Landscaping Around a Septic System
The Do’s and Don’t’s of Planting Around The Ol’ Honeypot
More than likely, the area around your septic system is devoid of any large plants, patios, or other fixtures. After all, the prevailing and common wisdom is that you should really avoid both building and major landscaping around a septic system. As a broad, general statement, this is a good rule of thumb for you to follow when moving forward with your landscaping projects.
If you like it when your septic system runs properly, placing swimming pools, patios, and large trees are surefire ways to ruin your day eventually. But, since plants do a great job of absorbing excess moisture and slowing erosion, doing some landscaping around your septic system might not be the worst idea in the world. But, there are both good ways and bad ways to go about it, and that’s what we’re talking about now.
Should I include some landscaping around the septic system?
- Grasses: Yes, provided the grass species doesn’t require maintenance with heavy machinery
- Gardens: Yes, if we’re talking about flower beds. But no, if we’re talking about woody plants, raised gardens, or crops.
- Trees: No. Keep trees at least 30 ft from your septic system.
- Be sure to have your septic system inspected and pumped regularly, and check for root systems infiltrating your septic system
The Grass is Greener…
Grass is great for the area around your septic system. It happily absorbs extra moisture from around the soil, allowing your septic field to continue to process wastewater effectively and efficiently. Most grass types are fine, but you’ll want to make sure that it’s easy to take care of with a regular, light mowing. Ideally, you’ll want to keep the maintenance to a minimum. Basically, you don’t want any sort of maintenance that requires you to drive heavy mowers or other machinery over any pipes that lie close to the surface.
While grass is good, you’ll probably want to stear cleer of planting gardens. It’s likely that you, or your customer, will look out to the big open space surrounding the septic drane field and think that it would be perfect for planting crops, but resist that urge. Here’s why: anything that grows there will have used wastewater to grow, and do you really want to scarf down that tomato that sprang forth from the fruits of your bowels? I mean, the circle of life is cool and all, but gross.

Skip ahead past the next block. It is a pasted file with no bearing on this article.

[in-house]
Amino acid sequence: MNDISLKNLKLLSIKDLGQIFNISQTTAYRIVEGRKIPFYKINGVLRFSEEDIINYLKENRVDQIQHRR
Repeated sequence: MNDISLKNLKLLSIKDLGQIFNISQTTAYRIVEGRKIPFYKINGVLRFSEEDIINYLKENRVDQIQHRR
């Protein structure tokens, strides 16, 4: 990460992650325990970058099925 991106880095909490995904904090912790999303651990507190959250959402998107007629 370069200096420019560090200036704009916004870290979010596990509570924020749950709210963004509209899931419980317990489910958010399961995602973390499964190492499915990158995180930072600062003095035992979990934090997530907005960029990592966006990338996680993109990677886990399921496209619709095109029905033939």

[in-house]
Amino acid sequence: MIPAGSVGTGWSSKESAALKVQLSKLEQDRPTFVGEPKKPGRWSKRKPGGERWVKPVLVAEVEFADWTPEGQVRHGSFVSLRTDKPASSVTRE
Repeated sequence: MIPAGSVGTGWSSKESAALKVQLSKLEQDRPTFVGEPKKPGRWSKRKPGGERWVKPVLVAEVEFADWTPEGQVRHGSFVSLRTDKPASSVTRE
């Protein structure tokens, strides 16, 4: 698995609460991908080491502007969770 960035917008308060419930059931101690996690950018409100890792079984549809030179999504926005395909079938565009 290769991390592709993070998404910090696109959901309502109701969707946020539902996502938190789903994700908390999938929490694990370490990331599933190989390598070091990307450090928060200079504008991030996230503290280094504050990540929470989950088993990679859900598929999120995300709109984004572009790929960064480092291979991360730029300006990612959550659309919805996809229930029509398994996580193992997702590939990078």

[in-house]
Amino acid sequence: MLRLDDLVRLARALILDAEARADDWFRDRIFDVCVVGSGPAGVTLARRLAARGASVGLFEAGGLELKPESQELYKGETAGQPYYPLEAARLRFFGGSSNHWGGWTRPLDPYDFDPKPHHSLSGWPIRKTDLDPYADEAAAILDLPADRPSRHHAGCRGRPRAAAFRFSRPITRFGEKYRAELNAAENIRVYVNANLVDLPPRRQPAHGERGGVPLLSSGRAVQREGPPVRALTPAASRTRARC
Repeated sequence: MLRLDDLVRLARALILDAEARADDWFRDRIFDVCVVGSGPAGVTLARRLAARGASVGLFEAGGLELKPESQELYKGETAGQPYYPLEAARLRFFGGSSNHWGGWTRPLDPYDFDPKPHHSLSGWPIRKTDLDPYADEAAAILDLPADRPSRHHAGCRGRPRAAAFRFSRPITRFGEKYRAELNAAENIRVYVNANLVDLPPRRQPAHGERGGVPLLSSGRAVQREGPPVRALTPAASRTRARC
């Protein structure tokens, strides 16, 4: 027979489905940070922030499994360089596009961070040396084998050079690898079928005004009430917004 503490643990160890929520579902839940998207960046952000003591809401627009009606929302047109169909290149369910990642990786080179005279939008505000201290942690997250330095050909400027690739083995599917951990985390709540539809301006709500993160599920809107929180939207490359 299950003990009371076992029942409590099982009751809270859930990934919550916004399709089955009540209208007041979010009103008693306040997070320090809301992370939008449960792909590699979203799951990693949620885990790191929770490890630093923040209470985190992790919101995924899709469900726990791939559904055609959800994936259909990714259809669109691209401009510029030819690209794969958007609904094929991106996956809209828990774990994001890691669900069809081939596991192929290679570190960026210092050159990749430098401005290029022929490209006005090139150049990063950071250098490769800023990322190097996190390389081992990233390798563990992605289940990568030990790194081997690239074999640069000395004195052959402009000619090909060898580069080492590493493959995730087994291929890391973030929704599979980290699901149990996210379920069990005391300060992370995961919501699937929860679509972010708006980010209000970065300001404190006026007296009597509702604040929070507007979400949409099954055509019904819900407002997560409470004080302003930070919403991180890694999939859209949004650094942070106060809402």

Raised beds present an alternative here, but again, this might not be the best idea. The weight of the raised garden bed could compromise the integrity of any pipes or the drain field itself. It’s best to set them off to the side of the drain field and away from the septic tank.
Putting Down Roots
But what about plants that aren’t for eating? Can I plant a garden in the area that just looks pretty? Well, maybe. But, you’ll still want to avoid any plants that need a lot of water to thrive. The problem with super thirsty plants is that if they don’t get enough to drink, they’ll send deeper roots that could mess with your pipes.
What about plants that aren’t gluttons for hydration? Well, you’ll still have to water them, but adding extra water to your drain field could get in the way of the job your septic system is already doing. Do you really want to gum up those particular works?
If you really want to work some landscaping around a septic system, choose plants that are known for their shallow root systems, and which tend to be more drought-resistant. Flowering annuals and perennials are a good idea, just avoid plants with woody stems.
Trees + Your Septic System = Bad News
As you can imagine, if planter boxes and heavy machinery can cause problems to your drain field and septic tank, the chances are pretty good that trees are generally a bad idea too, right? That’s correct. Just like with your house’s foundation, roots can cause a lot of damage to your pipes and septic tank. Particularly, trees that grow deep roots can wreak havoc, but it’s best to keep any trees at least 30 ft away from your drain field and tank.
Your septic system requires regular maintenance. Likewise, the landscaping around your septic system requires the occasional inspection as well. That means that you’ll want to have your tank inspected every three years, and pumped every three to five years. While you’re having that done, take the time to look for any rogue roots that might have crept their way into dangerous territory. The last thing you really want is for a network of roots to wind their way into your system and infiltrating your pipes or tank. Fixing root damage can be costly.